Location: Forage and Range Research
Project Number: 2080-21000-018-021-R
Project Type: Reimbursable Cooperative Agreement
Start Date: Oct 1, 2017
End Date: Jul 31, 2021
There are over 3.5 million milk cows in the western U.S. region, making dairy one of the dominant sectors of western agriculture. Organic pasture-based milk production is the fastest growing segment of U.S. organic agriculture, with 31% of organic milk cows found in the western states of CA, ID, OR, and WA. One recent dynamic change to the dairy industry has been the increase in pasture-based milk production. Grazing dairies report a $2 to $3 per cow per day savings in feed costs, and in 2005, organic dairies had a profit margin of $1.91 per cwt milk. However, organic dairies using the highest amount of pasture-based forage (75-100%) had the lowest net returns (-$10.36) due to 32% decrease in milk production. Thus the profitability of pasture-based dairy pivots on milk production, but low dry matter intake (DMI) of pasture by grazing dairy cows is a major factor limiting milk production. Dairy herd fertility is also one of the most important factors affecting profitability, but concerns about the effect of nutrient-rich pastures and excess rumen-degradable protein on oocyte and embryo viability remain unanswered. Finally, organic dairies are faced with the daunting task of producing sufficient nutritious pasture-based herbage, and trying to extend the grazing days with limited land resources and without use of synthetic commercial fertilizer. Thus improved grass-legume pastures that require fewer inputs, have high herbage and nutritive value, improve ruminate utilization of nitrogen (N), and have high DMI are critical to the economic viability of pasture-based organic dairies. Previous research by this team showed that a pasture mixture of tall fescue and the condensed-tannin (CT) containing legume, birdsfoot trefoil (BFT), improved nitrogen utilization, steer weights, grazing season length, and net return as compared to fertilized fescue monocultures. They also demonstrated that supplementing nutritive energy into fescue-legume mixtures improved ruminal nitrogen utilization resulting in less ammonia and methane production. They did not evaluate other grasses. Thus critical questions remain, particularly as it applies to pasture-based dairy, including: (1) which grass-legume mixtures can provide both high tannin and increased energy levels, (2) what will be the synergistic effect of tannins and energy on reproductive fertility and nutrient cycling and, (3) how will these grass-legume mixtures directly affect DMI? This research proposes to evaluate these questions.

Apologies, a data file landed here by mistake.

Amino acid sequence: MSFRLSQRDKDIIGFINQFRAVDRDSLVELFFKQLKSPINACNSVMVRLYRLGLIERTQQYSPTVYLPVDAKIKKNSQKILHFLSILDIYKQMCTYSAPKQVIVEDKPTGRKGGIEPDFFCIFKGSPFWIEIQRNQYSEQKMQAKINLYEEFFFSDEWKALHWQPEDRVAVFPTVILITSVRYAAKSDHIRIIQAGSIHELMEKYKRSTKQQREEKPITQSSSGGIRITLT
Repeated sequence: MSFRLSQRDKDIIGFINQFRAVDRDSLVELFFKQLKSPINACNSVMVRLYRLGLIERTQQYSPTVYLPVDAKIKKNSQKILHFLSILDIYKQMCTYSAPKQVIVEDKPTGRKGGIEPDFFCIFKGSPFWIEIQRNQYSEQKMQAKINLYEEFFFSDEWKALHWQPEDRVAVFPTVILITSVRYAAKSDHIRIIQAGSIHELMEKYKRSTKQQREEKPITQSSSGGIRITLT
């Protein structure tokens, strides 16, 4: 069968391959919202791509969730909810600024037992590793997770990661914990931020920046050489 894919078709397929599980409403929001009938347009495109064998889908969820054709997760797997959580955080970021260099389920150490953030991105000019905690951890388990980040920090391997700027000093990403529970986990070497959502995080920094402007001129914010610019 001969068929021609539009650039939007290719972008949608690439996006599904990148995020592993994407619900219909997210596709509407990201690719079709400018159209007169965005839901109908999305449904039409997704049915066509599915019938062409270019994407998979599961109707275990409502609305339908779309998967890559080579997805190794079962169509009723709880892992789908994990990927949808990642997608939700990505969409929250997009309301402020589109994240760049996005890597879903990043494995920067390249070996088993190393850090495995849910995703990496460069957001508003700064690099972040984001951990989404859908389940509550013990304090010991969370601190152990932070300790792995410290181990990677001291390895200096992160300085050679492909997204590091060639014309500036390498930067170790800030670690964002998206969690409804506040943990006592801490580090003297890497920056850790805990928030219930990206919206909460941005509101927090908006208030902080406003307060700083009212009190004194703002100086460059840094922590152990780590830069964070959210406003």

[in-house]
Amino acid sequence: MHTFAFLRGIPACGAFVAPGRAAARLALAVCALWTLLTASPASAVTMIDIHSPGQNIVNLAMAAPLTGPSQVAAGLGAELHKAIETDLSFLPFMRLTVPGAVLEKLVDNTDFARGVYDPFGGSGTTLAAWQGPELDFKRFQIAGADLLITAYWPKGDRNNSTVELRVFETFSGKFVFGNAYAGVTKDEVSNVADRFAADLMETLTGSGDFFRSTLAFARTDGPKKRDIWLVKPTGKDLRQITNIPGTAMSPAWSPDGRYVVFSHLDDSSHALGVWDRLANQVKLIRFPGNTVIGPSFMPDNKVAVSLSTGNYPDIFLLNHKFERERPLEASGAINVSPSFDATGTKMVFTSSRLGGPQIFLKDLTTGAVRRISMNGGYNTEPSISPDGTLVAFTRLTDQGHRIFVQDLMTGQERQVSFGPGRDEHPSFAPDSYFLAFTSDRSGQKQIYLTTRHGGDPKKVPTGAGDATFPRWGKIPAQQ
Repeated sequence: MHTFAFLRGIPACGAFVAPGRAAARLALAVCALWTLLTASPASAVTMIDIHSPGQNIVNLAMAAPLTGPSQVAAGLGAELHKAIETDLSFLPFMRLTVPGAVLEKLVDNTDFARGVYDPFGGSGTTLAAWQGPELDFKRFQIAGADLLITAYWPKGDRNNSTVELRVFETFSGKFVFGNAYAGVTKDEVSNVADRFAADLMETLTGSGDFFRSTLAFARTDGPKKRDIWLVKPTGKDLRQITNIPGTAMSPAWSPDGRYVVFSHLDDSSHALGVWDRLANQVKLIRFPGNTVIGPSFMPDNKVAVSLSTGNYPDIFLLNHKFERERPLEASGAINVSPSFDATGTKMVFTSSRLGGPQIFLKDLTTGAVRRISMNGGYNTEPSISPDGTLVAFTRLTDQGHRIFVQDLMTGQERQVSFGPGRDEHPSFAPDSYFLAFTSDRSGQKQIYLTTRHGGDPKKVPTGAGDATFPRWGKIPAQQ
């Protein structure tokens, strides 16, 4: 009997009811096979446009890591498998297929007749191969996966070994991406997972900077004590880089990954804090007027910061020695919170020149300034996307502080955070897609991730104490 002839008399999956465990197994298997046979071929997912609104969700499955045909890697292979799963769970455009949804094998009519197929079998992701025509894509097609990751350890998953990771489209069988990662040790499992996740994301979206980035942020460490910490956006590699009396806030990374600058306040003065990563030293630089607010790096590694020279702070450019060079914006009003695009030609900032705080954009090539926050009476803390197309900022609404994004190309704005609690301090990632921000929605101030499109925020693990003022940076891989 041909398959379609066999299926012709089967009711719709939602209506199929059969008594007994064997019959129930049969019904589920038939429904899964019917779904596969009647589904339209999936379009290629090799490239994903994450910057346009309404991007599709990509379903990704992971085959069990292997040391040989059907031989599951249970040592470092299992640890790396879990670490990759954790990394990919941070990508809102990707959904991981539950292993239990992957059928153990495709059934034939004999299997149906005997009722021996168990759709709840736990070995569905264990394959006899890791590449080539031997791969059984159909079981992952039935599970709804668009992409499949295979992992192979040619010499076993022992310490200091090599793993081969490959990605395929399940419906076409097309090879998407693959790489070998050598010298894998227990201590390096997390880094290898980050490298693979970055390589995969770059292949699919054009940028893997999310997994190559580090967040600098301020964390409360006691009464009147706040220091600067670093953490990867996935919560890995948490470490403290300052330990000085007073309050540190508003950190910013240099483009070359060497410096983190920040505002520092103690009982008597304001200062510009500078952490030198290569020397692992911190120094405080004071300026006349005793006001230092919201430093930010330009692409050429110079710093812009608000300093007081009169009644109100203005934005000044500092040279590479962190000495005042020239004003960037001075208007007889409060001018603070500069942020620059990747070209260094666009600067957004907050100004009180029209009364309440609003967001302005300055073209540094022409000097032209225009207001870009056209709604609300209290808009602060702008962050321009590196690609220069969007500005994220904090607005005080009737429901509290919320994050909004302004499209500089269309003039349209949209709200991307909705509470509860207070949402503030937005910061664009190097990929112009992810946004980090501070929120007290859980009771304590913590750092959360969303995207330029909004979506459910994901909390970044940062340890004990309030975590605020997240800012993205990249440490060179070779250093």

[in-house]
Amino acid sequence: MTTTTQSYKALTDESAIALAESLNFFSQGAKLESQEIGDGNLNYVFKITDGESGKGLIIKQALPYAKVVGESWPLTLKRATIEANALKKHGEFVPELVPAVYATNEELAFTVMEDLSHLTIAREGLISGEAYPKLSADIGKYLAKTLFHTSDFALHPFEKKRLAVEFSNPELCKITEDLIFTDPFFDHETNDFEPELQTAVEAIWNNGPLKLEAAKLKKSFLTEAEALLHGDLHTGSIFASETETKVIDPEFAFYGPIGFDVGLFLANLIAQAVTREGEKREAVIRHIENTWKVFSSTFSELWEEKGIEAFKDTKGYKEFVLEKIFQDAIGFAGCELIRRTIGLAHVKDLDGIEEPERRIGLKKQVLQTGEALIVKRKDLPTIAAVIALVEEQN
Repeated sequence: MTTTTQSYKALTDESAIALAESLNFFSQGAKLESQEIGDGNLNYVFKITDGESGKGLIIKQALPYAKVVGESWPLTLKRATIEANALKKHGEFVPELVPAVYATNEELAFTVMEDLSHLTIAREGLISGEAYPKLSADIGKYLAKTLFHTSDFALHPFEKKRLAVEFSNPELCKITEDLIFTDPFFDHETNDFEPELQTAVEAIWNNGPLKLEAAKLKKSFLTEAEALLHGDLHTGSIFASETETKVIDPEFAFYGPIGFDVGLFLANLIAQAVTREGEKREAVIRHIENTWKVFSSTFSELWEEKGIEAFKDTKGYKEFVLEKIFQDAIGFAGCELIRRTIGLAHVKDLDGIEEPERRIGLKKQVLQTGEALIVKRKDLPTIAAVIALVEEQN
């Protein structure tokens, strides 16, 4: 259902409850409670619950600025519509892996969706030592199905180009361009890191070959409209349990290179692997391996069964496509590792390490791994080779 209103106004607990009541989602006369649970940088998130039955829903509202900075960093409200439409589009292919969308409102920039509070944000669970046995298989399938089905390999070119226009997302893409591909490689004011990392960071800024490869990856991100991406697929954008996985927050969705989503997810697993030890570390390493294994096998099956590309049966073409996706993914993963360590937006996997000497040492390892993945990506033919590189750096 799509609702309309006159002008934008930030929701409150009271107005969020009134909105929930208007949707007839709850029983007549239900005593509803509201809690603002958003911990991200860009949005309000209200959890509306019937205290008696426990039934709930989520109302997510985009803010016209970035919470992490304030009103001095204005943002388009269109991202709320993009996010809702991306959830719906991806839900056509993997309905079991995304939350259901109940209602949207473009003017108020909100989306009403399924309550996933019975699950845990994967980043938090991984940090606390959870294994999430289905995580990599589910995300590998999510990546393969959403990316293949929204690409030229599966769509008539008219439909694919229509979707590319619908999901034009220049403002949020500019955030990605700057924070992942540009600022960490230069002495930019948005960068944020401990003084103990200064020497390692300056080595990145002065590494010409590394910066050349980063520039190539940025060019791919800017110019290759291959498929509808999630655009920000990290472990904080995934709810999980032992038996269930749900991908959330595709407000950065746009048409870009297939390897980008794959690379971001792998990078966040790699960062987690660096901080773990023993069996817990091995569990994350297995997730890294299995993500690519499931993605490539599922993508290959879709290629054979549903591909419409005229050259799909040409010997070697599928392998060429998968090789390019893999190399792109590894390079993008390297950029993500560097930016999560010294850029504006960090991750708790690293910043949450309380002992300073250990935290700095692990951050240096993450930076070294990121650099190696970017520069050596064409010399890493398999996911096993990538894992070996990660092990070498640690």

A multi-disciplinary team of animal and plant scientists will conduct this research. Birdsfoot trefoil (BFT) will be grown in mixtures with four grasses (tall fescue, meadow bromegrass, and high-sugar orchardgrass and perennial ryegrass) that inherently vary in energy, root structure (nitrogen capture), and preference in replicated university and on-farm pastures. At the university research facility, Holstein dairy heifers (750 lbs) will rotationally graze treatments throughout the summer, and dry matter intake (DMI), weight gain, blood urea nitrogen (BUN), herbage mass and nutritive value will be determined every 28 days. Heifers will be synchronized and artifically inseminated and oocyte/embryo development and conception rates will be determined. Production and economic comparisions will be made between dairy heifers grazing the mixtures and fertilized monocultures of the grasses, and those fed high- and low-protein total mixed rations (TMR). Participating producers will evaluate herbage mass and DMI by lactating cows of the grass-BFT monocultures and mixtures using on-farm trials. The impact of tannins (birdsfoot trefoil), increased plant sugars and digestibility, and varying plant root structure on nitrogen cycling will be determined. A mass balance approach will compare nitrogen outputs (plant material, soil, leachate) against nitrogen imputs. Soil water (leachate) nitrogen will be monitored via zero-tension lysimeters. Grass monocultures will be compared to grass-birdsfoot trefoil mixtures. High and low-sugar grasses, and deep and shallow rooting grasses will be compared. An innovative education and outreach plan will be used to reach a diverse audience of producers, educators, and the public.